I celebrated a birthday dinner with three friends and asked them for advice:
What do you know now that you would advise a young adult entering the workforce?
Here’s what they said:
- Be confident. You know a lot more than you think you do.
- Remember why you chose your profession. Don’t complain. Enjoy what you’re doing!
- Travel and work abroad, especially in your 20s. Push beyond your fear to do what you really want to do. Seize opportunities. When you’re asked, “Can you take this on? Would you like to be part of this project?” say YES. It will lead to new learnings, relationships and doors opening.
I loved how firmly – and quickly – they had a response.
I wish someone had told me, Don’t worry so much about picking the “right” job. You’ll figure it out in time – what you like and don’t like to do, the type of working environment in which you thrive best. Perfect jobs (or lives) don’t exist.
I’d tell “young Laura” that life is a process. Learn what you can and move on. You won’t have one career for the rest of your life. You’ll evolve and your experiences will take you in directions you won’t anticipate. Picture your career as a jungle gym not a ladder.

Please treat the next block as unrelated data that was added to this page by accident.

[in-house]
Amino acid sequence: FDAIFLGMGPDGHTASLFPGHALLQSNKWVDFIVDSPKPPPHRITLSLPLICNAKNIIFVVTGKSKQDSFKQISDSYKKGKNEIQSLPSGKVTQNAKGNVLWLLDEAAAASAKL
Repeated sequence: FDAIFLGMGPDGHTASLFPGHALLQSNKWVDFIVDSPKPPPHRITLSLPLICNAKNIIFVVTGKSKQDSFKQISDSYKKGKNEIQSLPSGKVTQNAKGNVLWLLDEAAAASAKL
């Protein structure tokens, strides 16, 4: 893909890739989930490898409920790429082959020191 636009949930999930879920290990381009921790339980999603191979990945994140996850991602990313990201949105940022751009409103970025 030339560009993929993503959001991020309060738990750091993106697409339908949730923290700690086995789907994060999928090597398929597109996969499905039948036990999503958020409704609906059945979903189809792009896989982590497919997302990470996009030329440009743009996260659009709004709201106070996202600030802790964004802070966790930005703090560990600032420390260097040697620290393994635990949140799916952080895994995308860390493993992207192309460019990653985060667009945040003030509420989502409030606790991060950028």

Since that dinner, I’ve asked a few others for their guidance and they all readily answered. So I ask you the question:
What do you know now that you wish you knew then?
The answer usually revolves around a work experience “shortcut” that would have saved you time and perhaps heartache had you only known about it.
Another friend talked about the mindset shift that needs to happen when you become a leader. Specifically, she talked about flexibility.
Too often we focus on creating a career path based on “what is” instead of “what could be.” Your next career step may be a job that hasn’t even been created yet. Think about that. Those juicy opportunities operate in the white space between the clearly defined, already created jobs where you get to grow the most by creating something from scratch.
Get comfortable with uncertainty, meaning that which has not been created yet, and see your leadership blossom. The truth is, leaders don’t always know what to do. They lead despite the uncertainty by forging alliances with peers within and without their organization, building strong teams to execute their vision, and accepting they will learn as they go. They are always “in process.”
Parental Guidance is Advised
As a mom, I want my kids to thrive. I want to share work experience shortcuts as they move to a new life stage. As a former HR professional, I want to help our Gen Zs navigate the working world. Consider:
What advice would you give your kids as they start their working lives?
Send me your advice before Labour Day and I’ll pull it together into an eBook. For those who participate, I’ll give you a free copy. I don’t need to identify you by name if you prefer anonymity.